Little Danny Harris had turned four years old a few months ago, but his Uncle Ethan and Aunt Abby couldn’t travel to California for the birthday party. So when his Mom and Dad took Danny to Dad’s Uncle’s farm in Idaho, the older couple doted on him.
“Here’s ya go, Danny. A brand new yo-yo.”
“Ethan,” the Dad interjected, don’t you think he’s a little young for a…”
“Excuse me, Uncle Ethan.” Both men were a surprised that the little boy interrupted. “My name is Daniel.”
“Sure it is, Danny”. Ethan tousled the child’s hair. “Sure it is.”
Ethan turned back to Daniel’s Dad to continue the conversation, then noticed the child had stepped up onto a kitchen chair and was proceeding to use the yo-yo flawlessly.
“I guess that settles that, doesn’t it?” Ethan was victorious, while Danny’s Dad looked on in mild awe.
Everyone knew Daniel was a prodigy. Both mentally and in terms of physical coordination, he was years ahead of his age mates. Yet he was also a troubled child. Just a month ago, he was nearly assaulted by a stranger in a parking lot. Dad was right by the boy and fought the man off until police arrived. There was no motive for the attack and it terrified the child. He was still having nightmares, but little by little, he was beginning to adjust, at least as far as anyone could tell.
“Ethan, Susan and I are going to take a drive into town for a little bit. Do you and Abby mind watching Daniel?”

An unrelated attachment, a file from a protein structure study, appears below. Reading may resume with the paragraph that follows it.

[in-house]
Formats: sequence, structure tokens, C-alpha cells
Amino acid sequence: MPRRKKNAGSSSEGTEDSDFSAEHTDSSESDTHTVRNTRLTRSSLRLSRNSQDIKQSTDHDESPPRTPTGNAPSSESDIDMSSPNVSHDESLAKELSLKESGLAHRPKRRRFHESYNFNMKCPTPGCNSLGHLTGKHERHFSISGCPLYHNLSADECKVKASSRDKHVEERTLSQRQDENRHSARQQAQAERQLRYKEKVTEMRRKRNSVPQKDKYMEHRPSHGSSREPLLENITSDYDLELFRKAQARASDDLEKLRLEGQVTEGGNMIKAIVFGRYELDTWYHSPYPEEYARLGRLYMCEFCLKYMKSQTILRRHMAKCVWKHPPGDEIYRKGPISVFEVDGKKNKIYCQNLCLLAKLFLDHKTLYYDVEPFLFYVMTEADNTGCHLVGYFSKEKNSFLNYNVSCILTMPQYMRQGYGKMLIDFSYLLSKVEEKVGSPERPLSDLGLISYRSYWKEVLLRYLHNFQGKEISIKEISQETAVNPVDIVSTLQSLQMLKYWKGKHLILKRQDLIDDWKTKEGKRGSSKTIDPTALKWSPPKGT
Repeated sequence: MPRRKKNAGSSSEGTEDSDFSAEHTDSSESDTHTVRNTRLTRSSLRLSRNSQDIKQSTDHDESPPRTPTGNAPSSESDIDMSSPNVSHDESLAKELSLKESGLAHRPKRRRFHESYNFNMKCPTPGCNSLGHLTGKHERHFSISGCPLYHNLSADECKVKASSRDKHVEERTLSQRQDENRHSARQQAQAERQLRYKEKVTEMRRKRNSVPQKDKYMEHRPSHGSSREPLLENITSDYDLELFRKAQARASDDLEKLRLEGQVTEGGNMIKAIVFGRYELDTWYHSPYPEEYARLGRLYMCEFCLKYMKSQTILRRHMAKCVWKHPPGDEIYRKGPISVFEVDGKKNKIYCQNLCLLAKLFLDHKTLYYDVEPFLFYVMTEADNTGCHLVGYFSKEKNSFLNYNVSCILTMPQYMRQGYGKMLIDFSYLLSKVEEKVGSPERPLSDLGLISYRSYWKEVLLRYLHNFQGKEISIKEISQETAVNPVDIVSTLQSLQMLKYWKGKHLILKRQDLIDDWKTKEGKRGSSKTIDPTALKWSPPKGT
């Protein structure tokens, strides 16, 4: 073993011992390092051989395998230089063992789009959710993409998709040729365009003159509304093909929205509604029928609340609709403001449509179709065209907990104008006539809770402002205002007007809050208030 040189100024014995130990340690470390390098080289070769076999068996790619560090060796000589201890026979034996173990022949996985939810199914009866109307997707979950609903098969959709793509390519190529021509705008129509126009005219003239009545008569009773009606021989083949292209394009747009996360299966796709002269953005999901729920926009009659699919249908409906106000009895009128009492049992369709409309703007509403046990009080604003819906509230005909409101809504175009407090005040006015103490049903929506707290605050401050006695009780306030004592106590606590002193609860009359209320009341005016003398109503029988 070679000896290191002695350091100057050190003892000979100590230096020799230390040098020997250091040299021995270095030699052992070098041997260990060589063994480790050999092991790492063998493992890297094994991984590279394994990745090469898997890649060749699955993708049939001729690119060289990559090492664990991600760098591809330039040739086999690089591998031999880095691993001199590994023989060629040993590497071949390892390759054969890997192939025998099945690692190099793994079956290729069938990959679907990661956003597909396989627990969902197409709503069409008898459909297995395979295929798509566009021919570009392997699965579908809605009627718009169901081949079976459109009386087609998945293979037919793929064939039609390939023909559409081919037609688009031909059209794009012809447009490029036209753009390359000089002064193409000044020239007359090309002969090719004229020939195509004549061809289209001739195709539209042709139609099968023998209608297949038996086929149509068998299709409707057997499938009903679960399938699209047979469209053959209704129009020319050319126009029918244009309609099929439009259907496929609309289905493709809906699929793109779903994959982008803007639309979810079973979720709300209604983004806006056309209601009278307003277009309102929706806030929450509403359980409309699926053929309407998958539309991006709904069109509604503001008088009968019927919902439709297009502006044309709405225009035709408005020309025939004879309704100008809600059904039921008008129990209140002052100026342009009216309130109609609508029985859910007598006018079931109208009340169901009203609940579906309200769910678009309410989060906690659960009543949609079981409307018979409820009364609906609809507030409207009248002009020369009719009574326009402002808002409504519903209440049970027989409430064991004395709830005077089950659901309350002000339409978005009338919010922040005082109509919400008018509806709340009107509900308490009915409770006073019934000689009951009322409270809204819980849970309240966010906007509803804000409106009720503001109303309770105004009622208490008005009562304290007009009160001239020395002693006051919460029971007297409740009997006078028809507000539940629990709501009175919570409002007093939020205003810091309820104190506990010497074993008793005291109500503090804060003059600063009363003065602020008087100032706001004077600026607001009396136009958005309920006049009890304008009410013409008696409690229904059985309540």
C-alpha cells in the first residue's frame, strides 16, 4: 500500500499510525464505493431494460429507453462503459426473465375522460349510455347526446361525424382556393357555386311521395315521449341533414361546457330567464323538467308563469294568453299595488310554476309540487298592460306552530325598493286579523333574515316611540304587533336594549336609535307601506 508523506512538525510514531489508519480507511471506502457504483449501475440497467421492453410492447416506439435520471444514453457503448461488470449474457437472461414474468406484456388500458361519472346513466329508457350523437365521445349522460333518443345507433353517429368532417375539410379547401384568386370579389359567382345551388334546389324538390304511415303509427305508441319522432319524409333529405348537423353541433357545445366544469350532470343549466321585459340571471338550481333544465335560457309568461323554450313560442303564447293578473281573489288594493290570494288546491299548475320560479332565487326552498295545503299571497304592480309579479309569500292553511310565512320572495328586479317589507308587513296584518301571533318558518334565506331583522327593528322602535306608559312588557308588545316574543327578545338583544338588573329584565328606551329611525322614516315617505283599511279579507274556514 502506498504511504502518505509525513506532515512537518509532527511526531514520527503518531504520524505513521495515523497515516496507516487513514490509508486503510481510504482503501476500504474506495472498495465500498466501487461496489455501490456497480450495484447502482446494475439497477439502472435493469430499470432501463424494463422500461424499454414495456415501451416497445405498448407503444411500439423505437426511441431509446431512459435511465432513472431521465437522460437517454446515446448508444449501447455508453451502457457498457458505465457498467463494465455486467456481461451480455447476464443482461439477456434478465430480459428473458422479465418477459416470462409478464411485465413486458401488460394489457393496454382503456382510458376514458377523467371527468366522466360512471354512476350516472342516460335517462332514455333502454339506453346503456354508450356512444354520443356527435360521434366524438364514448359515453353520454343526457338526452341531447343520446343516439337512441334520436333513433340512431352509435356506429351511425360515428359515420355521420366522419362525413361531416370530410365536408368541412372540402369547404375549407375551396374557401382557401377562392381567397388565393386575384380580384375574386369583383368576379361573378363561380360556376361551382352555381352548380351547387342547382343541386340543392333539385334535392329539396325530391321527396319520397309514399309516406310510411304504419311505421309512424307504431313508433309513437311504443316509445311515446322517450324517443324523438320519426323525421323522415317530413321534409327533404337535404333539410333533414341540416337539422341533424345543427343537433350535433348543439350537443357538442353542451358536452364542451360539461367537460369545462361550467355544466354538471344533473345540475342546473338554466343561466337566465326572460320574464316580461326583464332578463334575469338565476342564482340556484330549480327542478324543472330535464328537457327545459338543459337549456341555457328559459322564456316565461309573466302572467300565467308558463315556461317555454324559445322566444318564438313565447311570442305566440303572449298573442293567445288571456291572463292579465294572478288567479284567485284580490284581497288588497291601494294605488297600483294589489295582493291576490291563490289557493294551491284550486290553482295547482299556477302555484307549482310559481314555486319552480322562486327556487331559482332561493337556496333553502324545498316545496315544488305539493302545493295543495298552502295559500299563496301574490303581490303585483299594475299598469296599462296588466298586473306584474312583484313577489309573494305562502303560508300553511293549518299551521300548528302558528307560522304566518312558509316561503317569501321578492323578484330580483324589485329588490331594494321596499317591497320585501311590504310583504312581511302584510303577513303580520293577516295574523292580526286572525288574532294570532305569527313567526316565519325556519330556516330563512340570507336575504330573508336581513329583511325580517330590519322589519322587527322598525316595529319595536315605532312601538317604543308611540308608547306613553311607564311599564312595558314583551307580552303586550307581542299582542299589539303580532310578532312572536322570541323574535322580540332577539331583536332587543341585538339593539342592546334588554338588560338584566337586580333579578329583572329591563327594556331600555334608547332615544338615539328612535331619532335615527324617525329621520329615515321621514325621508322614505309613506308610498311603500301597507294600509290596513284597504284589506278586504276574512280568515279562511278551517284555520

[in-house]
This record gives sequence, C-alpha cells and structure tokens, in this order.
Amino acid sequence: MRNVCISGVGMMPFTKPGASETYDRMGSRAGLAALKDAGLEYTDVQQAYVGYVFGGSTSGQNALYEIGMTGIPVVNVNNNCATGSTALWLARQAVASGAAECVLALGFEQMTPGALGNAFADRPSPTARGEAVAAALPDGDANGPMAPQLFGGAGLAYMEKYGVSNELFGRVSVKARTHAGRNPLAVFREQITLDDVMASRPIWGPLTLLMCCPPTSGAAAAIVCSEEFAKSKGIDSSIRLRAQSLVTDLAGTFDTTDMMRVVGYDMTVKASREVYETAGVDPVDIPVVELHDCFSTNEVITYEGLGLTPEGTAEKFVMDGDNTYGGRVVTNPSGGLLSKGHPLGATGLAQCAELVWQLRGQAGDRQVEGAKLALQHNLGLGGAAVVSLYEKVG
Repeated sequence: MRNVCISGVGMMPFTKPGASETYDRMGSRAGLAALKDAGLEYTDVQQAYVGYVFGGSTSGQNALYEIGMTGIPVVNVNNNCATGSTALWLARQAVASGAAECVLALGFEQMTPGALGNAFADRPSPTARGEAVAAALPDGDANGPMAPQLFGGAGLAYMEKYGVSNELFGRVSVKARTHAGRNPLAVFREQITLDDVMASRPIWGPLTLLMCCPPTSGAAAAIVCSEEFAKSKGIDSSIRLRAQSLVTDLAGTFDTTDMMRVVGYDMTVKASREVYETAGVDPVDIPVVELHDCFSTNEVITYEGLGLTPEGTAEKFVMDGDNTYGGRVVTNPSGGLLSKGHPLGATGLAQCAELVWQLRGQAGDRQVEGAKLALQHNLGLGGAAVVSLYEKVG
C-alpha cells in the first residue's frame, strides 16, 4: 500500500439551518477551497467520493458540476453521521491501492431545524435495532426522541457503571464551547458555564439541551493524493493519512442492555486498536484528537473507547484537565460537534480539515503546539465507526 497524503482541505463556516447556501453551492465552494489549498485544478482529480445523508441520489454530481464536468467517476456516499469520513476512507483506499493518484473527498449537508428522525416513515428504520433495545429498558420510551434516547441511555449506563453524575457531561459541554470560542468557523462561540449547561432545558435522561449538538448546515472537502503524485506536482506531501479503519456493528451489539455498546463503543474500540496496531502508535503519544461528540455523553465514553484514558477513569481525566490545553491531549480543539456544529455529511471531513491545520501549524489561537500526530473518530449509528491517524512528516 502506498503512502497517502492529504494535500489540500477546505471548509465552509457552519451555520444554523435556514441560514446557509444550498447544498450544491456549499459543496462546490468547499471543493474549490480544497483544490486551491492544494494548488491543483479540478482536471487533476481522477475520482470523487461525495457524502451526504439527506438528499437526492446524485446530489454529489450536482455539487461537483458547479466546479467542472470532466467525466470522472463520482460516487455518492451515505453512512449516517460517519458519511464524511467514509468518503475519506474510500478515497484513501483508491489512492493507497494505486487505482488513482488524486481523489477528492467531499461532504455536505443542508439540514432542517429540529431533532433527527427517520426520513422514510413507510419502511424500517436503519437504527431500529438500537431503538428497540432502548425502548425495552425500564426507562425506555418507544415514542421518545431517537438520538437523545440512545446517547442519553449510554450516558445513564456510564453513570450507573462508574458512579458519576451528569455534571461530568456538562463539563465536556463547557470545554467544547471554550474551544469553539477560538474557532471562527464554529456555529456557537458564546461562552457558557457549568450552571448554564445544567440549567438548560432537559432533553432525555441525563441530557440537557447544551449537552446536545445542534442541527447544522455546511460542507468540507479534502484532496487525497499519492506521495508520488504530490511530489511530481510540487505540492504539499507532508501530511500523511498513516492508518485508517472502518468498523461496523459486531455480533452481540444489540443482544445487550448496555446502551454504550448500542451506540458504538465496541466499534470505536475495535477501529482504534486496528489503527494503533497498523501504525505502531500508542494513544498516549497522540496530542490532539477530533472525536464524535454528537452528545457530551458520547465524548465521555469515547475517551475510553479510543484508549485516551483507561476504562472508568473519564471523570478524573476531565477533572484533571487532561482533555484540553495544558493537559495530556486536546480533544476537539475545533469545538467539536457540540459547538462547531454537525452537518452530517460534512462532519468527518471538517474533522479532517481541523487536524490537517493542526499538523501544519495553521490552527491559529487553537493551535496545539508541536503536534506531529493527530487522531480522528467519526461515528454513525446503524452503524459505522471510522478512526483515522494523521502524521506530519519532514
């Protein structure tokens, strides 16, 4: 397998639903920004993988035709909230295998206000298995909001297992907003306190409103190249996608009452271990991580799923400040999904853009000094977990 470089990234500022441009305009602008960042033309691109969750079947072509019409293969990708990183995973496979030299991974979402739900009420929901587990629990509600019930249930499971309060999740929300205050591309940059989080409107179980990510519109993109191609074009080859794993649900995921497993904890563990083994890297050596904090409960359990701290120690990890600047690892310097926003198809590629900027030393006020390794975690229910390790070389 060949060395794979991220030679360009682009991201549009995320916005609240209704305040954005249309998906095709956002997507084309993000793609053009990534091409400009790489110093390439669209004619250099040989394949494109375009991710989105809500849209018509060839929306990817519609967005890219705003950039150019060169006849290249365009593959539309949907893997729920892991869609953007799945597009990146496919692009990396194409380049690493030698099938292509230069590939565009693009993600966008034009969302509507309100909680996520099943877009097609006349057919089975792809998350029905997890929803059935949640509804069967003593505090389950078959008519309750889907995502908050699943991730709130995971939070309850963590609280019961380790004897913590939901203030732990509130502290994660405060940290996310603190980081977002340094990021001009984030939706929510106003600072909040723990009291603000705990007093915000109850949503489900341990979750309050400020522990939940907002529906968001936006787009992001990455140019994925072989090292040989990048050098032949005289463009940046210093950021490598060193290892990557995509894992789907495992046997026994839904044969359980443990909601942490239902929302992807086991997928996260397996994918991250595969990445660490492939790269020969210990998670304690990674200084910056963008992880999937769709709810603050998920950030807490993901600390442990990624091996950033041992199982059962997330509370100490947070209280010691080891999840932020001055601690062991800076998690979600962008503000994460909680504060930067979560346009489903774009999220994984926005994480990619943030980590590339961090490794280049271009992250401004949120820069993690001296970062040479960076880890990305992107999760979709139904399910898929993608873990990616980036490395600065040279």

“Oh of course not, Gary. We love being around the little guy.”
“Daniel,” his Mom found him still playing with the yo-yo. “Dad and I are going to go on a drive. Uncle Ethan and Aunt Abby will take care of you while we’re gone. It won’t be long.”
Before the assault, Daniel would have been completely nonchalant about such and event. Now, he stopped playing, hopped off of the chair and ran over to hug her.
“I love you, Mommy.”
“I love you too, Daniel. It’ll just be for a little while.”
“Maybe we can play a game while your parents are gone, Danny. What do you say?”
“Please, Aunt Abby, my name is Daniel.”
Eventually, the boy would give up his attempts to change his aunt and uncle, but at age four, he was very insistent that everyone call him by his true given name.
That afternoon after Gary and Susan Harris had driven off, Ethan and Abby suggested the three of them take a little trip of their own. They returned before Daniel’s parents did, and with a new, toy xylophone. In the days that followed, Abby even taught the boy to play “Somewhere Over the Rainbow” on it while she rendered the tune on her violin.